4Large Minds is a capacity development organisation established with the sole aim of deploying “resilience” as a tool for individual and organizational sustainability.
Why We Exist
Our Major Focus
- DECISION MAKING
- PEOPLE MANAGEMENT
- MIND BALANCE
- STRESS MANAGEMENT
- PEACE OF MIND
Frequently Ask Questions
I don’t know how you feel, but I am here to help in whatever way you need me. I am sorry for your loss. I wish I had the right words to say. Just know I care. I am sorry you have to go through this. Let’s go have some coffee. I will keep you and your loved one in my thoughts and prayers. I am just a phone call away. I’m bringing dinner over.
Grief is the natural reaction to loss. Grief is both a universal and a personal experience. Individual experiences of grief vary and are influenced by the nature of the loss. Some examples of loss include the death of a loved one, the ending of an important relationship, job loss, loss through theft or the loss of independence through disability.
Grief is a normal emotional reaction to loss. There are no limits, boundaries, or rules in terms of loss or what could be considered a loss. Grief involves emotional pain that varies by individual and loss. Grief may be especially burdensome in response to a loss that was traumatic, sudden or severe
Anger is a normal part of grieving. In fact, it is not unusual for people to experience a range of emotions as part of healing process. One who has experienced loss may also experience denial, numbness, shock, guilt, depression, remorse, despair, loneliness, and acceptance. It is important to note that there is no specific order of stages in which to grieve and that grief is not limited to the emotional behaviours mentioned here. The range of emotions and behaviours incurred throughout the grieving process serves as bargaining tools for griever to cope with and acknowledge the reality of the loss that has occurred.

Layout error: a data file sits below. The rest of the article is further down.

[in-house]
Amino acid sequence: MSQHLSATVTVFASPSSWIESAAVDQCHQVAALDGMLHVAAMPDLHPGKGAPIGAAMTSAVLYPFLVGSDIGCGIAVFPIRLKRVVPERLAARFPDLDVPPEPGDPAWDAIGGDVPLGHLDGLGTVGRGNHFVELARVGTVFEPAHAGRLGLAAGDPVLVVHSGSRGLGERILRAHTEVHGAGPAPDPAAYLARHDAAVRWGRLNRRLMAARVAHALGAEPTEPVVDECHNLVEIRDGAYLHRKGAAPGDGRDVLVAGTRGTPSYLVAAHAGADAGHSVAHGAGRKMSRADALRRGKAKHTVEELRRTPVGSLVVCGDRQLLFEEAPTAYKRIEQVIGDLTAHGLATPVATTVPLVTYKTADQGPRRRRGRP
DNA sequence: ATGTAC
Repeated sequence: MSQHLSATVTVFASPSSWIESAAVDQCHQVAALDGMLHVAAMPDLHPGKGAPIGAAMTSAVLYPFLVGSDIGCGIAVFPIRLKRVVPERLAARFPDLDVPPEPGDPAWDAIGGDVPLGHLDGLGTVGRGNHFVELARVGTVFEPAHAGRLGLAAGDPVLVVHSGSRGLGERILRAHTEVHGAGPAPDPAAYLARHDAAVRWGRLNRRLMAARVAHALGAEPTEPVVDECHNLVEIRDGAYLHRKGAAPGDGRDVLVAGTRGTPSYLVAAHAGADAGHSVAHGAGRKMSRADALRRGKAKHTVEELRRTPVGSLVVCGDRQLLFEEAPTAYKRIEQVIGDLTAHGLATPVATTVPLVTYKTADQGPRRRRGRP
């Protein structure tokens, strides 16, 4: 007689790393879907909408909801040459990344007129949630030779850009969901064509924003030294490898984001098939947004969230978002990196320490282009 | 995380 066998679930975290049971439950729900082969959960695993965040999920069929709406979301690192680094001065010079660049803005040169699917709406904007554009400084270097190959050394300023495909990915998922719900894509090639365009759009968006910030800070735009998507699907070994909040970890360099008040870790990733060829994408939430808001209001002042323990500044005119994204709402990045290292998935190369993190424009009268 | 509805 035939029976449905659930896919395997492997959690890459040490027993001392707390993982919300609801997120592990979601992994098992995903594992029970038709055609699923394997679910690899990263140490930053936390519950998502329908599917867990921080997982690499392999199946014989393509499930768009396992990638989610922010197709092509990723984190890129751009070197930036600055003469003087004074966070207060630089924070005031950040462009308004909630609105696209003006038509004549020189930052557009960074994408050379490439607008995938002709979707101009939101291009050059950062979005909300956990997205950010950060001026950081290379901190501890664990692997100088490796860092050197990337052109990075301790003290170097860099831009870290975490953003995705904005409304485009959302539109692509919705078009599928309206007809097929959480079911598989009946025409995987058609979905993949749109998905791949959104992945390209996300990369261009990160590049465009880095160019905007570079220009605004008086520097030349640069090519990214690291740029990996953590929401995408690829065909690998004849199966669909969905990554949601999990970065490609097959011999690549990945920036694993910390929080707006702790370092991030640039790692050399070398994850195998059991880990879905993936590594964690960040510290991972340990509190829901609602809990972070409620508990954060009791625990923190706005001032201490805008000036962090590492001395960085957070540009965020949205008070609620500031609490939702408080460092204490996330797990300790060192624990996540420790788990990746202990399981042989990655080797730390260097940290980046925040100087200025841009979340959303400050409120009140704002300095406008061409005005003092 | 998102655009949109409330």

Children have more difficulty dealing with major loss. Grieving children do not experience the same response to loss as adults and may not show their feelings as readily or openly. It is not unusual for children to express grief or occasional responses to grief, but the reality is that children have greater difficulty than adults managing emotional responses to grief and trauma. In truth, because children grieve longer than adults, children in mourning require frequent assessment, discussion, and acknowledgement of their feelings.
It’s alright to cry. For a grieving person, crying is a healthy, natural release as part of the grieving process. If you or someone you know is grieving, it may help to express thoughts and feelings openly through writing, journalizing. Speak openly with other family members who suffered the same loss. Accept and allow a range of emotions. Seek professional help when the feelings become overwhelming or when you have trouble returning to daily activities over time.
Minimizing one’s feelings may actually hinder the grief and healing process that is natural following a loss, Other avoidance behaviours can include thrusting oneself into work; self-medicating with drugs, alcohol, or other substances; compulsive patterns and behaviour, and /or avoiding emotions.